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Jan Brueghel the Elder, whose delicate brushwork earned him the name "Velvet" Brueghel, executed this lovely small-scale work depicting an expansive river landscape in 1607 at the height of his artistic powers. His painting focuses on daily life in a small town situated at the confluence of a broad river and a smaller tributary, which passes through the town. Gentle pools of light, as well as changes in the color tonalities of the trees and water—from ochers and browns in the foreground, to greens in the middle range, to blues in the distance—ease the transition into depth. The scene likely reflects life along the Scheldt, the main river flowing through the Flemish countryside on its gradual course towards the North Sea. The large church dominating the distant town on the horizon is recognizable as the imposing Cathedral of Our Lady in the port city of Antwerp.

In the foreground a boatman tenderly passes a baby to its father after transporting the family across the river. The mother, other elegant ladies, and a child are already safely ashore, a second family awaits passage across, and other ferryboats filled with travelers, horses, and cattle approach the landing. Many other figures, including fishermen and families working around their homes, enliven the sunlit riverbank in the middle distance.

Brueghel painted this remarkable work on copper, a smooth support that he frequently used to execute his scenes with the extraordinary detail that is the hallmark of his style. What separates his work from comparably detailed paintings on copper by his contemporaries are the expansiveness of his vision and his evocation of man's harmonious interaction with nature, qualities already greatly admired during Brueghel's lifetime. As his great patron Cardinal Federigo Borromeo wrote in 1625: "Even works of the smallest size by Jan Brueghel show how much grace and spirit there is in his art. One can admire at the same time its greatness and its delicacy." Paintings such as this one, with its strong narrative elements and attention to detail, had an enormous influence on Flemish and Dutch landscape artists in the second decade of the 17th century. Brueghel's river views were certainly known to painters working in Haarlem, including Esaias van de Velde and Willem Buytewech, whom Brueghel may have met there when he accompanied Peter Paul Rubens on a diplomatic mission to the Dutch Republic in 1613.

Jan Brueghel, was an artist of remarkable versatility. He is justly famed for his atmospheric landscapes and riverscapes, which come alive through the careful yet fluid strokes of his brush as well as through the activities of the figures that populate his scenes. He also painted mythological, allegorical, and historical subjects; evocative scenes of hell; and flower bouquets, many of which include depictions of precious objects.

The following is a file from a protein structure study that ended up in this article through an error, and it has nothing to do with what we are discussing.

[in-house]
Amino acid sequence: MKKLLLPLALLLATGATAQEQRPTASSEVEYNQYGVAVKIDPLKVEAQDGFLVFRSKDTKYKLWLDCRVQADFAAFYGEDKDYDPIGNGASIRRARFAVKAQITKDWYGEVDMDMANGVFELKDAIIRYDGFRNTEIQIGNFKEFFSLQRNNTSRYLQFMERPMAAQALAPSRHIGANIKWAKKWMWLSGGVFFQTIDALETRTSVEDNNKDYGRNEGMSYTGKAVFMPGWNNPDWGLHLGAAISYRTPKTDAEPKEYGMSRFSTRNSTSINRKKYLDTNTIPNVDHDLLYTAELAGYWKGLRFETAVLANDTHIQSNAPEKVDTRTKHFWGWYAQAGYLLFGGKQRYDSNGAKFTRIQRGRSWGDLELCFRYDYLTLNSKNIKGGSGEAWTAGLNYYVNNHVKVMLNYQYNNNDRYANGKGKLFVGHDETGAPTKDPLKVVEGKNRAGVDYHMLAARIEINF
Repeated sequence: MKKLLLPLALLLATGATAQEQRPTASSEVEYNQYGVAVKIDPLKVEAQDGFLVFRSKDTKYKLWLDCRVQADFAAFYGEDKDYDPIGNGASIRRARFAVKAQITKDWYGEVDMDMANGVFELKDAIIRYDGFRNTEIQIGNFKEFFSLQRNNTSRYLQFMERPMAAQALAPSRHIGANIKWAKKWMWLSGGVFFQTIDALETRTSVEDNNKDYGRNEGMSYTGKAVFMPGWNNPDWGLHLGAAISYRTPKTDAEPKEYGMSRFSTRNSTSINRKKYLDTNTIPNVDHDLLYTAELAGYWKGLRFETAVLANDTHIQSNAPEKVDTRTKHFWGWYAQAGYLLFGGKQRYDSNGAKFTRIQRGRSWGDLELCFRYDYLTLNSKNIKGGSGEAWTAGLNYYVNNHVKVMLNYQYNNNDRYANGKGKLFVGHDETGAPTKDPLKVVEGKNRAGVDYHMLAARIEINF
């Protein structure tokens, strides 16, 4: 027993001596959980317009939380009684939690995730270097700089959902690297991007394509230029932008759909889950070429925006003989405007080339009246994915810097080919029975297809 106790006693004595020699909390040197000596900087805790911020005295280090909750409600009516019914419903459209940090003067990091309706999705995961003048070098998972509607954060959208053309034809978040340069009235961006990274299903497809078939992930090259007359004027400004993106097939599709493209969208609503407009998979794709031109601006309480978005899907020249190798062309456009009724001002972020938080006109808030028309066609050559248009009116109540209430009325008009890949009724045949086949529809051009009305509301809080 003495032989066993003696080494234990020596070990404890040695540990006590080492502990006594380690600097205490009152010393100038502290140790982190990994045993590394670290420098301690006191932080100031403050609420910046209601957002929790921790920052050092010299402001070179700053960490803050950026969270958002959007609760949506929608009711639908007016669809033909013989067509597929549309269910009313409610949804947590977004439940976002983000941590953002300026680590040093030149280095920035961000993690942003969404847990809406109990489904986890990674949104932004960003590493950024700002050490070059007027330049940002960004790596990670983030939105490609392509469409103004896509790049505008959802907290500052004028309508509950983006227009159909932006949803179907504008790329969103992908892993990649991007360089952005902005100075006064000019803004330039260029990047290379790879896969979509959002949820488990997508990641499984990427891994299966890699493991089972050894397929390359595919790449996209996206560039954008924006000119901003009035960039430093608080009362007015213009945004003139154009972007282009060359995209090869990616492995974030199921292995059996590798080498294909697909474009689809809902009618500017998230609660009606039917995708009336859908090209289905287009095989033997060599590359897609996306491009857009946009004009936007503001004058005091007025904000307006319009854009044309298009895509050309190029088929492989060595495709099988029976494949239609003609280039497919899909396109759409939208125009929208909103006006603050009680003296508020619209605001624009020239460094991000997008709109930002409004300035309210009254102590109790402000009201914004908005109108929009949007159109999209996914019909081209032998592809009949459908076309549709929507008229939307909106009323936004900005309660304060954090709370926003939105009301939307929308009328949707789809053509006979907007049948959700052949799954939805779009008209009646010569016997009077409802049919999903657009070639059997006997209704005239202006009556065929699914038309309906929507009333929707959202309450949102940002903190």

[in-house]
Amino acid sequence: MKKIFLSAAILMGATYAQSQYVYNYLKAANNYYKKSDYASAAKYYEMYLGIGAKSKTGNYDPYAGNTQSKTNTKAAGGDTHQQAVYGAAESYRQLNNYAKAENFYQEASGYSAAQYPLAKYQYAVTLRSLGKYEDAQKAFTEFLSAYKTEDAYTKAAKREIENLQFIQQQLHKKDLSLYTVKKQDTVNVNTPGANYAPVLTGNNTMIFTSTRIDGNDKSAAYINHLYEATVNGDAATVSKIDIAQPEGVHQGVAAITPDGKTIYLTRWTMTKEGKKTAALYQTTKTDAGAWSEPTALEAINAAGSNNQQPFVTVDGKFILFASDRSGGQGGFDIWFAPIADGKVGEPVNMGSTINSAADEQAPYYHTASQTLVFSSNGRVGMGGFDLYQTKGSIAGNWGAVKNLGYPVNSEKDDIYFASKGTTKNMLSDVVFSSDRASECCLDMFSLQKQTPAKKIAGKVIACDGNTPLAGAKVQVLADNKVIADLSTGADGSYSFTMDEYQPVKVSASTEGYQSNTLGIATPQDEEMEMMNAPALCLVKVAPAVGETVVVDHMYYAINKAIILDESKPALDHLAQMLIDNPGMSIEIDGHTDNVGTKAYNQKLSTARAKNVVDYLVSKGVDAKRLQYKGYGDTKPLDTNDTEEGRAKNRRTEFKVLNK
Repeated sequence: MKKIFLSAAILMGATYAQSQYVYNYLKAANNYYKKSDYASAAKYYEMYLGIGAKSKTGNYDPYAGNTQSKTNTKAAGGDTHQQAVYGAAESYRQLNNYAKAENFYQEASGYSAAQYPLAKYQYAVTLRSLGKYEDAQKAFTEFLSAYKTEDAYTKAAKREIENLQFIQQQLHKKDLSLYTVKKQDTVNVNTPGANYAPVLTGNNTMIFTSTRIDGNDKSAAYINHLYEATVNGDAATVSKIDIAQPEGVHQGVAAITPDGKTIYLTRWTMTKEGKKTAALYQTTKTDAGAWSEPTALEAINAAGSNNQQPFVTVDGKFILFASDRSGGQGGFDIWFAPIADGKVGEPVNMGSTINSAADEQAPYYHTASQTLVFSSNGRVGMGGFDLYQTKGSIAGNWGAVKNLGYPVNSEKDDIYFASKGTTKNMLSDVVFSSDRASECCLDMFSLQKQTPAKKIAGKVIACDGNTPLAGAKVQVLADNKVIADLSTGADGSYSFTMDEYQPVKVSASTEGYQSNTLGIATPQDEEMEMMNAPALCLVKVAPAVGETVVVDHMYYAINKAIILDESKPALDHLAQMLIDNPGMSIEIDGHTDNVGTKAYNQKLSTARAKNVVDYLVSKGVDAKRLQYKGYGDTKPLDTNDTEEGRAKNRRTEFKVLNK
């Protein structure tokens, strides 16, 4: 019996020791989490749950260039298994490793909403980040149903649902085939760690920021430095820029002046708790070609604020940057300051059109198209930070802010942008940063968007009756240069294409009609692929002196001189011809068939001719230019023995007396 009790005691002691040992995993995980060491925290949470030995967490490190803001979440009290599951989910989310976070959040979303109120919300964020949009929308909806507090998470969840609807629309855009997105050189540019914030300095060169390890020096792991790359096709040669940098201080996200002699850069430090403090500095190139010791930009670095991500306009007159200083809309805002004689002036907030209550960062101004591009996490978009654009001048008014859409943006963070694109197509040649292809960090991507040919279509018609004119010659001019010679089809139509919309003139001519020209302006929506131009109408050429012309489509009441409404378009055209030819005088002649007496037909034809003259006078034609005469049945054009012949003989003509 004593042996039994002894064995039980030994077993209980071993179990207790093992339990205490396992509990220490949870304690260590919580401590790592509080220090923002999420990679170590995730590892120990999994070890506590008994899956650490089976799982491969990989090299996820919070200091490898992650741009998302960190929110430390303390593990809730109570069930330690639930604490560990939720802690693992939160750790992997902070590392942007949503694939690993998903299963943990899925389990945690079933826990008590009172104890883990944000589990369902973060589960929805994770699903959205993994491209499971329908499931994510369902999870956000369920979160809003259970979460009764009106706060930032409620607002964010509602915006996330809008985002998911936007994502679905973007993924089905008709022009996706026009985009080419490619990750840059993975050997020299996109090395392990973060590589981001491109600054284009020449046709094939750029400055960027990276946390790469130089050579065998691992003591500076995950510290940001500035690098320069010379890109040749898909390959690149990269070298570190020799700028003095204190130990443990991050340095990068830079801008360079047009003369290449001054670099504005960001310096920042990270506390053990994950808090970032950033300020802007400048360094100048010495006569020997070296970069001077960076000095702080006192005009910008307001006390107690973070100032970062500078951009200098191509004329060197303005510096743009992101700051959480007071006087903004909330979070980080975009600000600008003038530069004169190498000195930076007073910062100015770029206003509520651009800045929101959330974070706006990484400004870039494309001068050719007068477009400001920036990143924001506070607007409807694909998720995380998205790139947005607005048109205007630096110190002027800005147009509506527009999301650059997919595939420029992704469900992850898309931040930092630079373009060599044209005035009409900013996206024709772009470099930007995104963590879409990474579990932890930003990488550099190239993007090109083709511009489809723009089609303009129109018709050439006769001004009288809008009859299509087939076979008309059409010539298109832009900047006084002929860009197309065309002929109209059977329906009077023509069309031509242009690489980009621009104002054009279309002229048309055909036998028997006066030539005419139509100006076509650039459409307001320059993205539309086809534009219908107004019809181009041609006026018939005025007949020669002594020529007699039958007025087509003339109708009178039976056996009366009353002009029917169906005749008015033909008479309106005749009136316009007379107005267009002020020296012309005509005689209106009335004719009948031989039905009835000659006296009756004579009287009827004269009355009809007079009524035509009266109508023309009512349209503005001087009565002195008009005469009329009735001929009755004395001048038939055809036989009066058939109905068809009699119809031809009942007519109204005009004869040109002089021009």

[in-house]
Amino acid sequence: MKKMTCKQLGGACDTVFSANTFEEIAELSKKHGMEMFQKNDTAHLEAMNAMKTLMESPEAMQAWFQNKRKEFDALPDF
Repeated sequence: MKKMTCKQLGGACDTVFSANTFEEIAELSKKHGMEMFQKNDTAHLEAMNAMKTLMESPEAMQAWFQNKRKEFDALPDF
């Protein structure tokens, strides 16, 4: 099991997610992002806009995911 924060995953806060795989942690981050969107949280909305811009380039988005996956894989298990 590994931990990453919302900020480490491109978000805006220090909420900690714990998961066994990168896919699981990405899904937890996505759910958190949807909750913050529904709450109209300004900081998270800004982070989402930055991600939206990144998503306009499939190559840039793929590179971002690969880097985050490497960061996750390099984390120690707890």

Brueghel apparently received his early training in Brussels, the city of his birth, but his first recorded works date to the mid-1590s, when he was in Italy. His early style reflects the work of Paul Bril, a contemporary artist from Antwerp working in Rome and a close follower of Jan's father, Pieter Bruegel the Elder. In 1597, after returning to Antwerp, Jan entered the Guild of Saint Luke and quickly established himself as an important member of the artistic community. He served as dean of the guild in 1602. In 1606 he became court painter for Archduke Albert and Archduchess Isabella, regents for the King of Spain in the Southern Netherlands. Brueghel, who often collaborated with other artists, including Peter Paul Rubens and Joos de Momper, was highly regarded by royal families throughout Europe for his refined and delicate images, many of which he painted on copper.


lower left: BRVEGHEL 1607


Duke of Chandos, Canons, Edgware, Middlesex; by descent in his family;[1] (Galerie Nissl, Vaduz); purchased 10 February 2000 through (Galerie Sanct Lucas, Vienna) by NGA.

Exhibition History

Art for the Nation: Collecting for a New Century, National Gallery of Art, Washington, D.C., 2000-2001, unnumbered catalogue, repro.


Hand, John Oliver. National Gallery of Art: Master Paintings from the Collection. Washington and New York, 2004: 228-229, no. 181, color repro.
Wheelock, Arthur K., Jr. Flemish Paintings of the Seventeenth Century. The Collections of the National Gallery of Art Systematic Catalogue. Washington, D.C., 2005: 15-17, color repro.
Libby, Alexandra. “From Personal Treasures to Public Gifts: The Flemish Painting Collection at the National Gallery of Art.” In America and the Art of Flanders: Collecting Paintings by Rubens, Van Dyck, and their Circles, edited by Esmée Quodbach. The Frick Collection Studies in the History of Art Collecting in America 5. University Park, 2020: 141.
Wheelock, Arthur K., Jr. Clouds, ice, and Bounty: The Lee and Juliet Folger Collection of Seventeenth-Century Dutch and Flemish Paintings. Exh. cat. National Gallery of Art, Washington, D.C., 2020: 129, fig. 1.

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